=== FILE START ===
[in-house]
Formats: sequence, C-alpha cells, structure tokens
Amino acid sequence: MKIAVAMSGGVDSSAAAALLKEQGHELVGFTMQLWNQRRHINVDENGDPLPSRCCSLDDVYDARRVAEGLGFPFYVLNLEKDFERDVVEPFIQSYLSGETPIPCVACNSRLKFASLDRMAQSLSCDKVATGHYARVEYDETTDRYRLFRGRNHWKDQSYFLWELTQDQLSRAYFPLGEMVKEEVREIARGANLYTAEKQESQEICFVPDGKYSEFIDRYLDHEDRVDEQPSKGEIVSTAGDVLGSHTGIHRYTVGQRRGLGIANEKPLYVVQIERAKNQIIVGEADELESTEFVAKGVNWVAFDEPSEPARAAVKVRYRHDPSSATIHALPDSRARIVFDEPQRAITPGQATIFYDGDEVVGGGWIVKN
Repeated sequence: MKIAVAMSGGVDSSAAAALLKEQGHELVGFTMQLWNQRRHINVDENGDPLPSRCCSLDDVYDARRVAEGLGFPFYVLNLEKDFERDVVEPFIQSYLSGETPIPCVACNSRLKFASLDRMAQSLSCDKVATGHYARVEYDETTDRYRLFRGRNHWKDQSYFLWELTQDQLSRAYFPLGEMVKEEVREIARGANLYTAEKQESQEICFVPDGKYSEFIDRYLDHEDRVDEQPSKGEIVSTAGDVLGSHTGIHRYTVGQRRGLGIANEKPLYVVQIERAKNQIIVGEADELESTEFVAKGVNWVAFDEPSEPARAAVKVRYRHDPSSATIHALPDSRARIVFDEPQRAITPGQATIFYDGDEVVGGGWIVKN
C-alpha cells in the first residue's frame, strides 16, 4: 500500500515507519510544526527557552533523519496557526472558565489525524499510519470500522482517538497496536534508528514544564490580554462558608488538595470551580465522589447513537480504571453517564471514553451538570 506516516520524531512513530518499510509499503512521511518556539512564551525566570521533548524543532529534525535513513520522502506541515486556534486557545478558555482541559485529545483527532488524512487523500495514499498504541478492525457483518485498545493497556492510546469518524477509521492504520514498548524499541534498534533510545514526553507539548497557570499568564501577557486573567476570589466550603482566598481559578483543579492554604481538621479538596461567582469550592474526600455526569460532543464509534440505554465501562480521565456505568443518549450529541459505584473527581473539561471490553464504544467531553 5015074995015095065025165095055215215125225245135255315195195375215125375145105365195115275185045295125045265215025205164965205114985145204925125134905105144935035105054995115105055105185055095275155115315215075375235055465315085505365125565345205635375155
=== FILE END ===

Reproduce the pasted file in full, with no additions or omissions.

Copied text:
[in-house]
Formats: sequence, C-alpha cells, structure tokens
Amino acid sequence: MKIAVAMSGGVDSSAAAALLKEQGHELVGFTMQLWNQRRHINVDENGDPLPSRCCSLDDVYDARRVAEGLGFPFYVLNLEKDFERDVVEPFIQSYLSGETPIPCVACNSRLKFASLDRMAQSLSCDKVATGHYARVEYDETTDRYRLFRGRNHWKDQSYFLWELTQDQLSRAYFPLGEMVKEEVREIARGANLYTAEKQESQEICFVPDGKYSEFIDRYLDHEDRVDEQPSKGEIVSTAGDVLGSHTGIHRYTVGQRRGLGIANEKPLYVVQIERAKNQIIVGEADELESTEFVAKGVNWVAFDEPSEPARAAVKVRYRHDPSSATIHALPDSRARIVFDEPQRAITPGQATIFYDGDEVVGGGWIVKN
Repeated sequence: MKIAVAMSGGVDSSAAAALLKEQGHELVGFTMQLWNQRRHINVDENGDPLPSRCCSLDDVYDARRVAEGLGFPFYVLNLEKDFERDVVEPFIQSYLSGETPIPCVACNSRLKFASLDRMAQSLSCDKVATGHYARVEYDETTDRYRLFRGRNHWKDQSYFLWELTQDQLSRAYFPLGEMVKEEVREIARGANLYTAEKQESQEICFVPDGKYSEFIDRYLDHEDRVDEQPSKGEIVSTAGDVLGSHTGIHRYTVGQRRGLGIANEKPLYVVQIERAKNQIIVGEADELESTEFVAKGVNWVAFDEPSEPARAAVKVRYRHDPSSATIHALPDSRARIVFDEPQRAITPGQATIFYDGDEVVGGGWIVKN
C-alpha cells in the first residue's frame, strides 16, 4: 500500500515507519510544526527557552533523519496557526472558565489525524499510519470500522482517538497496536534508528514544564490580554462558608488538595470551580465522589447513537480504571453517564471514553451538570 506516516520524531512513530518499510509499503512521511518556539512564551525566570521533548524543532529534525535513513520522502506541515486556534486557545478558555482541559485529545483527532488524512487523500495514499498504541478492525457483518485498545493497556492510546469518524477509521492504520514498548524499541534498534533510545514526553507539548497557570499568564501577557486573567476570589466550603482566598481559578483543579492554604481538621479538596461567582469550592474526600455526569460532543464509534440505554465501562480521565456505568443518549450529541459505584473527581473539561471490553464504544467531553 5015074995015095065025165095055215215125225245135255315195195375215125375145105365195115275185045295125045265215025205164965205114985145204925125134905105144935035105054995115105055105185055095275155115315215075375235055465315085505365125565345205635375155